Basic Linux Command-line Tips and Tricks

1.  Everything in Linux is a file including the hardware and even the directories.
2. # : Denotes the super(root) user
3.  : Denotes the normal user
4.  /root: Denotes the super user’s directory
/home: Denotes the normal user’s directory.
5.  Switching between Terminals
§  Ctrl + Alt + F1-F6: Console login
§  Ctrl + Alt + F7: GUI login
6.  The Magic Tab: Instead of typing the whole filename if the unique pattern for a particular file is given then the remaining characters need not be typed and can be obtained automatically using the Tab button.
7.   ~(Tilde): Denotes the current user’s home directory
8.   Ctrl + Z: To stop a command that is working interactively without terminating it.
9.  Ctrl + C: To stop a command that is not responding. (Cancellation).
10.  Ctrl + D: To send the EOF( End of File) signal to a command normally when you see ‘>’.
11.  Ctrl + W: To erase the text you have entered a word at a time.
12.  Up arrow key: To redisplay the last executed command. The Down arrow key can be used to print the next command used after using the Up arrow key previously.
13.  The history command can be cleared using a simple option –c (clear).
14.  cd :   The cd command can be used trickily in the following ways:
cd : To switch to the home user
cd * : To change directory to the first file in the directory (only if the first file is a directory)
cd .. : To move back a folder
cd – : To return to the last directory you were in
15.  Files starting with a dot (.) are a hidden file.
16.   To view hidden files: ls -a
17.   ls: The ls command can be use trickily in the following ways:
ls -lR : To view a long list of all the files (which includes directories) and their subdirectories recursively .
ls *.* : To view a list of all the files with extensions only.
18.   ls -ll: Gives a long list in the following format
drwxr-xr-x 2 root root 4096 2010-04-29 05:17 bin where
drwxr-xr-x : permission where d stands for directory, rwx stands for owner privilege, r-x stands for the group privilege and r-x stands for others permission respectively.
Here r stands for read, w for write and x for executable.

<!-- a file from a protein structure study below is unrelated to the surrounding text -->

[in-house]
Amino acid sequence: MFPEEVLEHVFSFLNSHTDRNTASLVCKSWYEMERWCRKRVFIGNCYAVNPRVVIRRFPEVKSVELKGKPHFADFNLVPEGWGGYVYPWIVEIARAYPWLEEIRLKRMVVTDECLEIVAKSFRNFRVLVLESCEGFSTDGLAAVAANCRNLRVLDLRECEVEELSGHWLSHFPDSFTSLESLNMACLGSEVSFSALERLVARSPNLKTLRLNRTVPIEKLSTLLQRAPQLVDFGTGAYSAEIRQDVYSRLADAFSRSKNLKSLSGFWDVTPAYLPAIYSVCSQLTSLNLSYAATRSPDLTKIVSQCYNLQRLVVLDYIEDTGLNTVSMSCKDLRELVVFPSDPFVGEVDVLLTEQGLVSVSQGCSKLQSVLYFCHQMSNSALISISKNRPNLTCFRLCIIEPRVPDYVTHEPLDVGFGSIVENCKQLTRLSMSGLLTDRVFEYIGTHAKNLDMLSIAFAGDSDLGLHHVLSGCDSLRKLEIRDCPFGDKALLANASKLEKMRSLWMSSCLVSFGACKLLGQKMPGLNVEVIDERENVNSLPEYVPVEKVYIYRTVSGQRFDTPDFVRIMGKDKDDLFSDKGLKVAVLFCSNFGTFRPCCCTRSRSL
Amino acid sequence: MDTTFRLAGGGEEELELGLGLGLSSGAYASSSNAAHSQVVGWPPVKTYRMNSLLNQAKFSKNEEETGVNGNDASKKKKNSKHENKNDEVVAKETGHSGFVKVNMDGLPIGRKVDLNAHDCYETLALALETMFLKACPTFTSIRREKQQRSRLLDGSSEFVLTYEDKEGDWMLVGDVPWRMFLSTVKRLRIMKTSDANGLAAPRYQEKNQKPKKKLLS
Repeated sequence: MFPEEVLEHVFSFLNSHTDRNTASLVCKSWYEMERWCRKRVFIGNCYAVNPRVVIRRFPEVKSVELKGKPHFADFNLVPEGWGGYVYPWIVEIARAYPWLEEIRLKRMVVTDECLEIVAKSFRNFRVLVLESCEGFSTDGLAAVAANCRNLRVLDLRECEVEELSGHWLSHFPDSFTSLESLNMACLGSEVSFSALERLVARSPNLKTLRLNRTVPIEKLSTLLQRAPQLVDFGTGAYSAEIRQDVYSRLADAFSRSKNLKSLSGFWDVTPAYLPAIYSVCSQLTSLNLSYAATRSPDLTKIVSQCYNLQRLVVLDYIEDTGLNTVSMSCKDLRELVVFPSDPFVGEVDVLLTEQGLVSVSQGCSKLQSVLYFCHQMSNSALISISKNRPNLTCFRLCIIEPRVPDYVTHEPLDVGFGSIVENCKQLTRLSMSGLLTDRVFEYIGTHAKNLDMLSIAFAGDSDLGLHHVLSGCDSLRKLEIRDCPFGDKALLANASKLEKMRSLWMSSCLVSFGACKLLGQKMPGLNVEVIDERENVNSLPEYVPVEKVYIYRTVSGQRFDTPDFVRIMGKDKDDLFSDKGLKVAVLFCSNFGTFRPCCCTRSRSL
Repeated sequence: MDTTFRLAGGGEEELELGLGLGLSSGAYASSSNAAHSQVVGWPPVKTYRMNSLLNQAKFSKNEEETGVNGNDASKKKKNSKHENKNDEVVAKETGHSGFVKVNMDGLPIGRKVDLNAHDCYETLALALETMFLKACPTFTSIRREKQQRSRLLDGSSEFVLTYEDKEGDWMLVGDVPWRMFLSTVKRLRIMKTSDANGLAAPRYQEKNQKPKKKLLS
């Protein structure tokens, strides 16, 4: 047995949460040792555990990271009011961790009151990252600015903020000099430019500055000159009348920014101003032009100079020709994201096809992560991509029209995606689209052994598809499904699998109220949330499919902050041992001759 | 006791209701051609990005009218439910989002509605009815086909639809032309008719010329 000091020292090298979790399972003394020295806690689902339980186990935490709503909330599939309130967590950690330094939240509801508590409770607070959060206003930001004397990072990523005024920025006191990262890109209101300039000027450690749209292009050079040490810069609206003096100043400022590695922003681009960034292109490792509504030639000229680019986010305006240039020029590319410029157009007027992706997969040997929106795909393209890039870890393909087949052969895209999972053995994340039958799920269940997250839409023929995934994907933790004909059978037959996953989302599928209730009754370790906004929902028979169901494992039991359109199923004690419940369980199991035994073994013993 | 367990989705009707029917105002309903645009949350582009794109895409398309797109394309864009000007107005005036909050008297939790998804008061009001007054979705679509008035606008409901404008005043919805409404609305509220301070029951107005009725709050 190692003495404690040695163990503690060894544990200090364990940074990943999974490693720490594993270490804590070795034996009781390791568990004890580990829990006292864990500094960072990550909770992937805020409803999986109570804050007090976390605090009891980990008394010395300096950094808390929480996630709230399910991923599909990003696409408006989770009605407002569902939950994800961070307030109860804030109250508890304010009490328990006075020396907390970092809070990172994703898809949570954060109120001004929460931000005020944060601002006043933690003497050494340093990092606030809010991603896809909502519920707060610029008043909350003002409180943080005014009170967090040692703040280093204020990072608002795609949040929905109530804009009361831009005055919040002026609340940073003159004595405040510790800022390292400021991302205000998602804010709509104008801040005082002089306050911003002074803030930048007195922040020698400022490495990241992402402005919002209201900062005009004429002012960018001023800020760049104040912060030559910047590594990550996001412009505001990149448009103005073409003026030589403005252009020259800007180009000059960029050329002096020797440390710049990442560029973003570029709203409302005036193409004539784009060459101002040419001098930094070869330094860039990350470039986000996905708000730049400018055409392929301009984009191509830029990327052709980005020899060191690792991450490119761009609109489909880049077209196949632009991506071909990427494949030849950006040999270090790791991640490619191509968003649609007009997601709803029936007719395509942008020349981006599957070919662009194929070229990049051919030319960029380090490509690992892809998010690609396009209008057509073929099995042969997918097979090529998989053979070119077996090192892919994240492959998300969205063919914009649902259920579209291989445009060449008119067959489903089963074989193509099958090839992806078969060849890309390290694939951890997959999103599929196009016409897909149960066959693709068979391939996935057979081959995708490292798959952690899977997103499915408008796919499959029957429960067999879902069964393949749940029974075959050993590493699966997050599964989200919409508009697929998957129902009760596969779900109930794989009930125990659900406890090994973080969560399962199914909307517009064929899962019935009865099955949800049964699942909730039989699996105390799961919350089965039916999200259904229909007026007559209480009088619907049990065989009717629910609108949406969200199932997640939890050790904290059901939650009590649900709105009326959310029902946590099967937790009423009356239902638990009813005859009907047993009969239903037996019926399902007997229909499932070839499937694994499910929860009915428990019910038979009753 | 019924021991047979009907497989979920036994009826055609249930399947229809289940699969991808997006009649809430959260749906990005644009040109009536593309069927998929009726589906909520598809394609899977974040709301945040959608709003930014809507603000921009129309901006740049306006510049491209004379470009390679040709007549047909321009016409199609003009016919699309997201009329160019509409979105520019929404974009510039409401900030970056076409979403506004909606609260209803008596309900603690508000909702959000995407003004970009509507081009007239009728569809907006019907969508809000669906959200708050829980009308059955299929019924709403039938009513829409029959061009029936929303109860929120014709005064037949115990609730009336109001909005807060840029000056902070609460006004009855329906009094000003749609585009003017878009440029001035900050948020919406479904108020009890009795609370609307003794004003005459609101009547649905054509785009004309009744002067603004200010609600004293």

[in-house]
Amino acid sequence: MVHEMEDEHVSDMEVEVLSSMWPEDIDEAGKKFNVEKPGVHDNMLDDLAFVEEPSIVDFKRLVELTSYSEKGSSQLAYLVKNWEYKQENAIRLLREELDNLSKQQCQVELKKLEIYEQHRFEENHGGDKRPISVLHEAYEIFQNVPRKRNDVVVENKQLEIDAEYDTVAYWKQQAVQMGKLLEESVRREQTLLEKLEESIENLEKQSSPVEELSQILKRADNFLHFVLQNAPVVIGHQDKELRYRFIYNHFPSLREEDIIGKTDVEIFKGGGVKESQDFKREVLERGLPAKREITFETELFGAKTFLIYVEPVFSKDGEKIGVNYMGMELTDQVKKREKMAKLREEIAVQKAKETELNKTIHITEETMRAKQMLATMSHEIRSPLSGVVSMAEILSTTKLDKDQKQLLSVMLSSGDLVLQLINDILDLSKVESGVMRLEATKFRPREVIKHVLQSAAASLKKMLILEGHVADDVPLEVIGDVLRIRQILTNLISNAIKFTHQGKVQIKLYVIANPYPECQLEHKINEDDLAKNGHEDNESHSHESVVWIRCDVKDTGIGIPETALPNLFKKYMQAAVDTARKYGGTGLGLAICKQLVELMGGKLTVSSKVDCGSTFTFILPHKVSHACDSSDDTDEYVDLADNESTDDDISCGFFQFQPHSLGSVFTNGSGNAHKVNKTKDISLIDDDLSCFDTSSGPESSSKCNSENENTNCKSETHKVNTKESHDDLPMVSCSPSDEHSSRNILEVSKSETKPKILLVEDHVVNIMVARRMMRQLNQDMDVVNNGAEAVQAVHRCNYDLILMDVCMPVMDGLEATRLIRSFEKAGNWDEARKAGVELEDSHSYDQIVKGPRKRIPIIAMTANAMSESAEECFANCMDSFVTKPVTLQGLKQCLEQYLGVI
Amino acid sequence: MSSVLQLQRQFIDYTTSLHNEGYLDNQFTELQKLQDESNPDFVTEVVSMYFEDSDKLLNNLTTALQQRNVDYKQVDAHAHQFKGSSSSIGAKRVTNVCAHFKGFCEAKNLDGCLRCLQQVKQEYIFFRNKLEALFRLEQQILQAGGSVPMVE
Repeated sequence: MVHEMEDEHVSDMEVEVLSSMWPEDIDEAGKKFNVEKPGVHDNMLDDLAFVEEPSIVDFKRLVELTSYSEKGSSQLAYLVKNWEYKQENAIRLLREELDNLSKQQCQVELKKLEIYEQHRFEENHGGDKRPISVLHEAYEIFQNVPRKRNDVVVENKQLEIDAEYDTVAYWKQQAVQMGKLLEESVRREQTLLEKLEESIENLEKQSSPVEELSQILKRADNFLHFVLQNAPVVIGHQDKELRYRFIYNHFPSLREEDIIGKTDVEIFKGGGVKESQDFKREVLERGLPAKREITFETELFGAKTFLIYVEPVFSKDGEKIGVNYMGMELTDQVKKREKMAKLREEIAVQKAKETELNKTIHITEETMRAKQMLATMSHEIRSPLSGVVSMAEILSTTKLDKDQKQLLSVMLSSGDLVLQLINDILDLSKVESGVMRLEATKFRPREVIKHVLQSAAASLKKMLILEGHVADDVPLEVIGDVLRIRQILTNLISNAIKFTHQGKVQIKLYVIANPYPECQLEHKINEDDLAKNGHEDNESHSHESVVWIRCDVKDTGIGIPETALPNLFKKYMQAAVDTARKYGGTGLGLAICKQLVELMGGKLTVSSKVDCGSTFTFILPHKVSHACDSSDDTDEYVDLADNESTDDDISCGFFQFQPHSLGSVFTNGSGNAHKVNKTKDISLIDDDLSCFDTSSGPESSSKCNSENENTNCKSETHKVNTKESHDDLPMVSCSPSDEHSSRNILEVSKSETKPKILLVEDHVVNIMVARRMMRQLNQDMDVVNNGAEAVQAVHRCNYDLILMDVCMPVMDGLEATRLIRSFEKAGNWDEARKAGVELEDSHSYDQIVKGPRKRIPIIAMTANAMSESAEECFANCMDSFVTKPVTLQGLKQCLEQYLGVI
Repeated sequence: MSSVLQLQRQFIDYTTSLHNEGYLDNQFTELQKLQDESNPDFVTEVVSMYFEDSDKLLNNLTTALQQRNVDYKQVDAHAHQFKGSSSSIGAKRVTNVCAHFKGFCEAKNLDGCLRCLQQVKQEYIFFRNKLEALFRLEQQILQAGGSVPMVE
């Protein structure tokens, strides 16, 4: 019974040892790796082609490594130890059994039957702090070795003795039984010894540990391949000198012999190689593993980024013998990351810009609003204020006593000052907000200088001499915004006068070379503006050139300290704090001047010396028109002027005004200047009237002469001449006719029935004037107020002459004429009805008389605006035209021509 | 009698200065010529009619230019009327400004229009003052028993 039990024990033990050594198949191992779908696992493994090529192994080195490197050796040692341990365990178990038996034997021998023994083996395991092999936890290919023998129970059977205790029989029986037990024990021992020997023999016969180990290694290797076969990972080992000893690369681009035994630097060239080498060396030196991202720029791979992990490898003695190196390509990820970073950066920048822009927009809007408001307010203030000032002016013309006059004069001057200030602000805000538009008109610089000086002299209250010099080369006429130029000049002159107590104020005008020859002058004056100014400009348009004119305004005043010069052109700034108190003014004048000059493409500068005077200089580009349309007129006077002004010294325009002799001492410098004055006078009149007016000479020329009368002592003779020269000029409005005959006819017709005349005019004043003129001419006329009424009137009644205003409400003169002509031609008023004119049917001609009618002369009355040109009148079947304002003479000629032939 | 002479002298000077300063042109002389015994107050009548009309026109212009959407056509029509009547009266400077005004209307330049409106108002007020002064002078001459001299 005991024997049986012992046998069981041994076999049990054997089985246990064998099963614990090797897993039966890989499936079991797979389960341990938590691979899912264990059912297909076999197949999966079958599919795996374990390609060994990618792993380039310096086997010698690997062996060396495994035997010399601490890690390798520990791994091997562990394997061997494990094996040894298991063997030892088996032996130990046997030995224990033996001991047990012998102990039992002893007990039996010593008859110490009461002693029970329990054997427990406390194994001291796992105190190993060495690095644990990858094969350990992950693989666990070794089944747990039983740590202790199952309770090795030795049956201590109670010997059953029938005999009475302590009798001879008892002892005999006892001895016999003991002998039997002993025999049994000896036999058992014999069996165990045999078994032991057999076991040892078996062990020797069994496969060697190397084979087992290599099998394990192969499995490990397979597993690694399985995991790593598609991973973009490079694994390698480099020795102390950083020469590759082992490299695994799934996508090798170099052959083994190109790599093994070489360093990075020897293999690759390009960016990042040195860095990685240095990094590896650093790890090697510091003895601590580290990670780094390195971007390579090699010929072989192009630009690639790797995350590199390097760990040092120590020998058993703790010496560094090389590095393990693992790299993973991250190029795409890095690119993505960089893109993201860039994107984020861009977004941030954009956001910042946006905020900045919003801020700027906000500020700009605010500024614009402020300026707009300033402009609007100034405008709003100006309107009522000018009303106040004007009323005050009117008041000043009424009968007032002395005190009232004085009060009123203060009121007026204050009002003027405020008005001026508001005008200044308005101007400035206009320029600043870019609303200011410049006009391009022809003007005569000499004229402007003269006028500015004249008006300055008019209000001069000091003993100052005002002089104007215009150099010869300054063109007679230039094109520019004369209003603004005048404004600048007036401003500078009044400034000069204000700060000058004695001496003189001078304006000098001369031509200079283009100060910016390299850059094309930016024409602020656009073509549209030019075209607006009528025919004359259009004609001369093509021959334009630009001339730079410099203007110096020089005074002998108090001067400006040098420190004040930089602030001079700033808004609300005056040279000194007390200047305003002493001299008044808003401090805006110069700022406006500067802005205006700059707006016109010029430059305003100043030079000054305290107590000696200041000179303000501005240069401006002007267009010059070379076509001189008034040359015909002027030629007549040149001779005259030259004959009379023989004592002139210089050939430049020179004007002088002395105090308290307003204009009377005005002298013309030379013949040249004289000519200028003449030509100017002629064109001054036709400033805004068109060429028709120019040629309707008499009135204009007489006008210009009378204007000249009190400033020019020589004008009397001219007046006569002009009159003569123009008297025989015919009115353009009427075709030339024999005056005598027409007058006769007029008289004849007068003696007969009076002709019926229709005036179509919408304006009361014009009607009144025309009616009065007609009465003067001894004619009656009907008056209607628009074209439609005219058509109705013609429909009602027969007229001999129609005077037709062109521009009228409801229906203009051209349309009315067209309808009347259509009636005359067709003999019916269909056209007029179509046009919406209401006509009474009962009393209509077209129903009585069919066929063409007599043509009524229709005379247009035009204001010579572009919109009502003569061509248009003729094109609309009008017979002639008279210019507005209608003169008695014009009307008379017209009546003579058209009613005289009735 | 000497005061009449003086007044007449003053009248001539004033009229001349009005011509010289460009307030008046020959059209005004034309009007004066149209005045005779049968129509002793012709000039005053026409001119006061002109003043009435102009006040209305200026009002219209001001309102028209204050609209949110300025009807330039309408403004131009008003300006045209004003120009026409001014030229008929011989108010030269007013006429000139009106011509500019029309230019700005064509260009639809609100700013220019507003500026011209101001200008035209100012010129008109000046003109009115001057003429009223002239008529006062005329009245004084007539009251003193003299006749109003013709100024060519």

2=> link count
4096=> directory size
2010-04-29=>date of creation
05:17=> time of creation
bin=>directory file(in blue)
The color code of the files is as follows:
Blue: Directory file
White: Normal file
Green: Executable file
Yellow: Device file
Magenta: Picture file
Cyan: link file
Red: Compressed file
File Symbol
-(Hyphen) : Normal file
l=link file
b=Block device file
c=character device file
19.  Using the rm command: When used without any option the rm command deletes the file or directory ( option –rf) without any warning. A simple mistake like rm / somedir instead of rm /somedir can cause major chaos and delete the entire content of the /(root) directory. Hence it is always advisable to use rm command with the –i(which prompts before removal) option. Also there is no undelete option in Linux.
20.  Copying hidden files: cp .* (copies hidden files only to a new destination)
21. dpkg -l : To get a list of all the installed packages.
23. Use of ‘ > ‘ and ‘ >> ‘ : The ‘ > ‘ symbol ( input redirector sign) can be used to add content to a file when used with the cat command. Whereas ‘ >> ‘ can be used to append to a file. If the ‘ >> ‘ symbol is not used and content is added to a file using only the ‘>’ symbol the previous content of the file is deleted and replaced with the new content.
e.g: $ touch text (creates an empty file)
$ cat >text
This is text’s text. ( Save the changes to the file using Ctrl +D)
$cat >> text
This is a new text. (Ctrl + D)
Output of the file:
This is text’s text.
This is a new text.
23.  To count the number of users logged in : who |wc –l
24.  cat:  The cat command can be used to trickly in the following way: